Just as the selection of materials has a substantive impact on the form and function of a structure, the concrete choices made by an enterprise have undeniable impacts on the form and function of the enterprise architecture.  Creating products without regard to the tools and material in play as well as the characteristics of the business, results in a near continuous struggle to “over-come deficiencies”.  Designs become complex, usually evidenced by a greater percentage of code gluing things together than code performing tasks required by the enterprise.

As an example, consider the inclusion of a null date in the account_opened_date column of a banks accounts main account table.  The business, in this example a bank, might see a null account open date as an indication of an instance of account which has not yet been assigned to a customer.  Or maybe a null integer in the account_balance column is used similarly.  The account has been assigned but not yet received its initial deposit.  Neither seems particularly harmful.  Alas the danger lay just below the seemingly reasonable surface.

On a simple logical level, having a null integer or date is just wrong.  A null account value is really an account worth zero dollars.  The number zero equally represents the absence of value.  The difference seems to be in the use of a null value to imply a state of the account.  A null value is being equated with an unassigned account while a zero balance must have been assign to a customer.  Combining the accounts value with the state of the account is at best ineffectual and at worst fails to provide a means to handle more than 2 states.  How would the account value manage to represent suspended, closed, or transferred states?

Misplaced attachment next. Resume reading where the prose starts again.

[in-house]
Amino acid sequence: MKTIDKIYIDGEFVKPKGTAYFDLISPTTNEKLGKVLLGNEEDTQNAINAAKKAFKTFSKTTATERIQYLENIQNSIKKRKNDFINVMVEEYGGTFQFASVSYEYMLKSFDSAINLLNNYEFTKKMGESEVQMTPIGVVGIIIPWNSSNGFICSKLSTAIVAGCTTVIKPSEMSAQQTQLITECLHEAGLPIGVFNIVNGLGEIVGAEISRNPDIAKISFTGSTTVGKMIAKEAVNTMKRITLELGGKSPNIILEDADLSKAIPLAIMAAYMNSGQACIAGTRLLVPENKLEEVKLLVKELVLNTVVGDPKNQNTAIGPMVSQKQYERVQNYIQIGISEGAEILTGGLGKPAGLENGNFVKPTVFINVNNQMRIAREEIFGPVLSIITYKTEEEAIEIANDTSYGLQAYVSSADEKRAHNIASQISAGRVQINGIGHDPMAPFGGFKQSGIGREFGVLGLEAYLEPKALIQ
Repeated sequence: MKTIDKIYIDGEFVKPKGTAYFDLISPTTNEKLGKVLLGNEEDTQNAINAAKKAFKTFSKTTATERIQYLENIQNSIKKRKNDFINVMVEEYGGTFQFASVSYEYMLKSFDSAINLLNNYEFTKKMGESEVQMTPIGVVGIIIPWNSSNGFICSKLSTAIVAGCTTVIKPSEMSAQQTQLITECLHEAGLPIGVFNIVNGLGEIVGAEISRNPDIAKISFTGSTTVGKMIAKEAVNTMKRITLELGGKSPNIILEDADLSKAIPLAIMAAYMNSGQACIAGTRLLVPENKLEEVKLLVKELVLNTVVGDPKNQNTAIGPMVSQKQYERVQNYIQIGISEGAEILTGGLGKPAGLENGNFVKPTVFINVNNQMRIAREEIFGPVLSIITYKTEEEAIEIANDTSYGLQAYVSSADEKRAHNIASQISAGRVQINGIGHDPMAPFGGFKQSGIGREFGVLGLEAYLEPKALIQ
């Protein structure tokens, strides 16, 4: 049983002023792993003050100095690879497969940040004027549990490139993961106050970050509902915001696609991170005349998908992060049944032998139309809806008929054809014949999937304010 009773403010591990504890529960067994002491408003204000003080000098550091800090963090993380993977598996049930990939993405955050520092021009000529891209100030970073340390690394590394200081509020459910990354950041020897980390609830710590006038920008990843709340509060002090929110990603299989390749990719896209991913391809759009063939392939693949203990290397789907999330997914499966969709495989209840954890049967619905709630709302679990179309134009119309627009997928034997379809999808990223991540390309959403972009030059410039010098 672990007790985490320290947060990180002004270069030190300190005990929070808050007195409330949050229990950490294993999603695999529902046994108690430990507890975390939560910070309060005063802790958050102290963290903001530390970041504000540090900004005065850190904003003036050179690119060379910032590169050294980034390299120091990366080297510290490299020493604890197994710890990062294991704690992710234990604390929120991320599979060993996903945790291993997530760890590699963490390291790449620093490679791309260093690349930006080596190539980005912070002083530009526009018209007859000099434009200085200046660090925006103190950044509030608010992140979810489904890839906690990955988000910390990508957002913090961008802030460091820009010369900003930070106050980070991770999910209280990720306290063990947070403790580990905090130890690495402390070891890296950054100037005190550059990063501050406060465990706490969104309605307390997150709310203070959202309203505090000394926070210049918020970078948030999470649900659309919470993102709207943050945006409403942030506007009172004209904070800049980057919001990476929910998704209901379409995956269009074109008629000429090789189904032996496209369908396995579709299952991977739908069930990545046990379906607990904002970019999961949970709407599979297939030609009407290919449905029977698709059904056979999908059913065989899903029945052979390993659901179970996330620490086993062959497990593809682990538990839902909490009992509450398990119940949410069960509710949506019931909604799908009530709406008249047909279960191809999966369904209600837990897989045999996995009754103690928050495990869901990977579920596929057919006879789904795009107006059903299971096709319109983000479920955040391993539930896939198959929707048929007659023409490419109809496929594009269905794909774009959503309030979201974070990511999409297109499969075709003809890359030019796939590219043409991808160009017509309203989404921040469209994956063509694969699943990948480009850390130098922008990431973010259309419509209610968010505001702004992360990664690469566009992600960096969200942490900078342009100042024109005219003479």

From a design perspective, null values are appropriate for simple attributes but are unacceptable for important concepts or entities within a domain.  While one might argue that the account balance is merely an attribute of the account, within the context of a banking application the account value is a primary concept of the business.  The banks mission is to manage their customers monies … to track, charge, and (if you will forgive me the pun) account for the value entrusted to them.  Allowing the account value to be null betrays the enterprises’ priorities.

Implementation carries similar symptoms.  A banking institution is like to have multiple locations, departments, and security boundaries creating a complex distributed environment.  Creating an account object which is serialized and marshaled across boundaries will fail if it implements non-null-able types with null values.  Strongly typed systems, such as .Net, can be tricked into supporting this but it is difficult.  Creating such an unnatural implementation tends to signal the beginning of a series battles between the tool and the enterprise.  Instead, you can solve the root problem by;

·        Creating an account with a default value of zero

·        Separating state management from account value using a non null state attribute on the account object paired with an appropriately non-null column in the database.

·        Implementing and defensive coding before and exception handlers after business logic to ensure safe, predicable access to calling code.

In the end, if it feels wrong or unbalanced.  If it smells wrong, look for another way.  Look to your tools and their most natural implementation and adjust your approach to leverage their inherent capabilities.